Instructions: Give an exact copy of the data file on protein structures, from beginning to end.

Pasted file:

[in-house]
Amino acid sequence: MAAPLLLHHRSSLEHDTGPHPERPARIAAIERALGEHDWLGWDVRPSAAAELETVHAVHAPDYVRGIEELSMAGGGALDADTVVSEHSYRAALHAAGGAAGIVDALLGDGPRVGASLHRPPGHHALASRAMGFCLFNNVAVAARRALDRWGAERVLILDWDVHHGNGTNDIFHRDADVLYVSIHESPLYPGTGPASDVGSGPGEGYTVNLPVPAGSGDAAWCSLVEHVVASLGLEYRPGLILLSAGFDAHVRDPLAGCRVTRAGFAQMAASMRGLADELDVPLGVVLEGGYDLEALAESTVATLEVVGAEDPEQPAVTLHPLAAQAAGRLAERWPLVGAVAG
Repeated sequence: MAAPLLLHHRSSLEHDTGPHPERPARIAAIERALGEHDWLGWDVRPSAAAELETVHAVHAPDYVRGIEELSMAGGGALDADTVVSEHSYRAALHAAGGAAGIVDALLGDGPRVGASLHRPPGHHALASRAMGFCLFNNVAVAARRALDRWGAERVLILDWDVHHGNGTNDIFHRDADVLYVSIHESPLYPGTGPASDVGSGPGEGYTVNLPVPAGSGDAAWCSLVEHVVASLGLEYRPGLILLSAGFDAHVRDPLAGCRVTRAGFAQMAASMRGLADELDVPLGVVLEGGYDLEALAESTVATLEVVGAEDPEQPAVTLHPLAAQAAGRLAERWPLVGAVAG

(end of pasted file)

[in-house]
Amino acid sequence: MAAPLLLHHRSSLEHDTGPHPERPARIAAIERALGEHDWLGWDVRPSAAAELETVHAVHAPDYVRGIEELSMAGGGALDADTVVSEHSYRAALHAAGGAAGIVDALLGDGPRVGASLHRPPGHHALASRAMGFCLFNNVAVAARRALDRWGAERVLILDWDVHHGNGTNDIFHRDADVLYVSIHESPLYPGTGPASDVGSGPGEGYTVNLPVPAGSGDAAWCSLVEHVVASLGLEYRPGLILLSAGFDAHVRDPLAGCRVTRAGFAQMAASMRGLADELDVPLGVVLEGGYDLEALAESTVATLEVVGAEDPEQPAVTLHPLAAQAAGRLAERWPLVGAVAG
Repeated sequence: MAAPLLLHHRSSLEHDTGPHPERPARIAAIERALGEHDWLGWDVRPSAAAELETVHAVHAPDYVRGIEELSMAGGGALDADTVVSEHSYRAALHAAGGAAGIVDALLGDGPRVGASLHRPPGHHALASRAMGFCLFNNVAVAARRALDRWGAERVLILDWDVHHGNGTNDIFHRDADVLYVSIHESPLYPGTGPASDVGSGPGEGYTVNLPVPAGSGDAAWCSLVEHVVASLGLEYRPGLILLSAGFDAHVRDPLAGCRVTRAGFAQMAASMRGLADELDVPLGVVLEGGYDLEALAESTVATLEVVGAEDPEQPAVTLHPLAAQAAGRLAERWPLVGAVAG